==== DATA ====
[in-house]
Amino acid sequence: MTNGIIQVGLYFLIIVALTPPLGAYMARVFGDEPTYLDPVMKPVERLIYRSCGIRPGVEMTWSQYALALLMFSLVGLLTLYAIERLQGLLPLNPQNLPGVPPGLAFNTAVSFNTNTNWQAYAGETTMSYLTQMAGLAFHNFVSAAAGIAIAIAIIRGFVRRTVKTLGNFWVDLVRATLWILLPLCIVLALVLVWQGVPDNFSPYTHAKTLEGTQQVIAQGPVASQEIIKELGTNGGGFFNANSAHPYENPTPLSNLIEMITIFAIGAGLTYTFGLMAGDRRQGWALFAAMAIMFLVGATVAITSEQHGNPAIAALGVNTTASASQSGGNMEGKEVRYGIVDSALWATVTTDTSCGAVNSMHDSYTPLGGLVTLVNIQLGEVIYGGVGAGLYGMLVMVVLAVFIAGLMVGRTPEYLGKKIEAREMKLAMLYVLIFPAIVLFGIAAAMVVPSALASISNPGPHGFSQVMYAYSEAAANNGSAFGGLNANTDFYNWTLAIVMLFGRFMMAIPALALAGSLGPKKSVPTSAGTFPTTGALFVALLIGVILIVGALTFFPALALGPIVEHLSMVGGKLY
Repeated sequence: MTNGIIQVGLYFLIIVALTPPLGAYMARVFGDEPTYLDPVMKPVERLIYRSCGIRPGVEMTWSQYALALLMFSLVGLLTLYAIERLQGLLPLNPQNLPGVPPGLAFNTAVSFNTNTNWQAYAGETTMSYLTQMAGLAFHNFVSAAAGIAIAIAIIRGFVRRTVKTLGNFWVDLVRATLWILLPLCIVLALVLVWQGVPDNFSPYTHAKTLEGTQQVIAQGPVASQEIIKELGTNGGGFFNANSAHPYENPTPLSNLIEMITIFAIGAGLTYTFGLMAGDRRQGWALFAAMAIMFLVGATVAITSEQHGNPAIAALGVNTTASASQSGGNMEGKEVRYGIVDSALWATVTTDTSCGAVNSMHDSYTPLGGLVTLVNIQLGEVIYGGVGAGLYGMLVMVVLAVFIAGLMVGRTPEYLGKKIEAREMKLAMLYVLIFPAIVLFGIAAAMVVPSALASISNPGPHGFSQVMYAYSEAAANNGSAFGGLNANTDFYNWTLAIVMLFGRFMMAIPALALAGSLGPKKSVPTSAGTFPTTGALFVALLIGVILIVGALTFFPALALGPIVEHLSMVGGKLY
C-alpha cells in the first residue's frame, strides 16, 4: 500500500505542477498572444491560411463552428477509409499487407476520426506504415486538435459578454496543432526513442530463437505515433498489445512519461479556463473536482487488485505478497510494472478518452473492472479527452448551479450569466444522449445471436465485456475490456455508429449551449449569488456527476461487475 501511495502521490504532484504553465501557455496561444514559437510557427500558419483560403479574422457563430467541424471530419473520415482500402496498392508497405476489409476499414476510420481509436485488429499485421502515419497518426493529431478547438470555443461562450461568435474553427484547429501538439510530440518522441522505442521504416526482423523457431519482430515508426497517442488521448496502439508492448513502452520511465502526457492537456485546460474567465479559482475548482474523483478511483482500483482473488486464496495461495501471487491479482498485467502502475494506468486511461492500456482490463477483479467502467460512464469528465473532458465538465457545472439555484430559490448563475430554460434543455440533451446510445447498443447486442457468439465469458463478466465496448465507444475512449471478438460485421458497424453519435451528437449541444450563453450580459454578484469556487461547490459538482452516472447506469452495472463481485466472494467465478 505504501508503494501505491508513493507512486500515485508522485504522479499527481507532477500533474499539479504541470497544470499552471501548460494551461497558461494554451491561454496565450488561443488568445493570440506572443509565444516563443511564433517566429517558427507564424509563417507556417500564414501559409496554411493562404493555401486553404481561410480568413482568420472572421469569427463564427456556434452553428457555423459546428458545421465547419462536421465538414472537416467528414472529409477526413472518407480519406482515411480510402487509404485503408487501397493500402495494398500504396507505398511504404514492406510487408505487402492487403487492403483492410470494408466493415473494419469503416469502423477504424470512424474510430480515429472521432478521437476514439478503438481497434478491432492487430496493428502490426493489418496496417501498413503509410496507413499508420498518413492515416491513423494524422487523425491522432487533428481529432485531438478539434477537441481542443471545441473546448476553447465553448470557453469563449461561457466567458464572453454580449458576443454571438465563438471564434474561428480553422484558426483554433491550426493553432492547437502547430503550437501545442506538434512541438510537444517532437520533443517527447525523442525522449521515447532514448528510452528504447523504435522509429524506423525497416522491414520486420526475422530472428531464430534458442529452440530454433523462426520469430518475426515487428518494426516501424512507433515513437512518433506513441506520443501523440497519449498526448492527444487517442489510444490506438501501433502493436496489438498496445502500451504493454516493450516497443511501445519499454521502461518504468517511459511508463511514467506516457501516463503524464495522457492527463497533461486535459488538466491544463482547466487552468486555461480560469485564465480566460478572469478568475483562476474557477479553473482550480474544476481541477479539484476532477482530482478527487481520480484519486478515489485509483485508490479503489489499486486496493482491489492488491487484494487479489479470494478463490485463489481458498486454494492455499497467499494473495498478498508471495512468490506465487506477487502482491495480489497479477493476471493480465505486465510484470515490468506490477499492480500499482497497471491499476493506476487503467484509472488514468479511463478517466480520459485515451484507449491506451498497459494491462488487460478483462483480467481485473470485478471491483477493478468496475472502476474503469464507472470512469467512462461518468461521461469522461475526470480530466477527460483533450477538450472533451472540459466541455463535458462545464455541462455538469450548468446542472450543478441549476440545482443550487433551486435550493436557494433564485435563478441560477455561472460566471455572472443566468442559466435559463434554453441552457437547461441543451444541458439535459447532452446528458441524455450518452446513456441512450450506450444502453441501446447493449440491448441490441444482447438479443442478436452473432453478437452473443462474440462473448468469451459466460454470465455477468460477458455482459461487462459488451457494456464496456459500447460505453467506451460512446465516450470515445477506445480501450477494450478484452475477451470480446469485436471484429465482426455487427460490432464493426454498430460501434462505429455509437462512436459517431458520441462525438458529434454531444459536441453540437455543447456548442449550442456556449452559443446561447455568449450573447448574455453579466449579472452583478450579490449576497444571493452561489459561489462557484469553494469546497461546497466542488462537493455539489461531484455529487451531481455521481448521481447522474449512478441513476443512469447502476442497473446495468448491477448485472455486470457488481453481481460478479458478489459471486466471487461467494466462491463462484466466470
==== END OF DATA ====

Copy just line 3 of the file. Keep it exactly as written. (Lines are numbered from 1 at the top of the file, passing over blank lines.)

Repeated sequence: MTNGIIQVGLYFLIIVALTPPLGAYMARVFGDEPTYLDPVMKPVERLIYRSCGIRPGVEMTWSQYALALLMFSLVGLLTLYAIERLQGLLPLNPQNLPGVPPGLAFNTAVSFNTNTNWQAYAGETTMSYLTQMAGLAFHNFVSAAAGIAIAIAIIRGFVRRTVKTLGNFWVDLVRATLWILLPLCIVLALVLVWQGVPDNFSPYTHAKTLEGTQQVIAQGPVASQEIIKELGTNGGGFFNANSAHPYENPTPLSNLIEMITIFAIGAGLTYTFGLMAGDRRQGWALFAAMAIMFLVGATVAITSEQHGNPAIAALGVNTTASASQSGGNMEGKEVRYGIVDSALWATVTTDTSCGAVNSMHDSYTPLGGLVTLVNIQLGEVIYGGVGAGLYGMLVMVVLAVFIAGLMVGRTPEYLGKKIEAREMKLAMLYVLIFPAIVLFGIAAAMVVPSALASISNPGPHGFSQVMYAYSEAAANNGSAFGGLNANTDFYNWTLAIVMLFGRFMMAIPALALAGSLGPKKSVPTSAGTFPTTGALFVALLIGVILIVGALTFFPALALGPIVEHLSMVGGKLY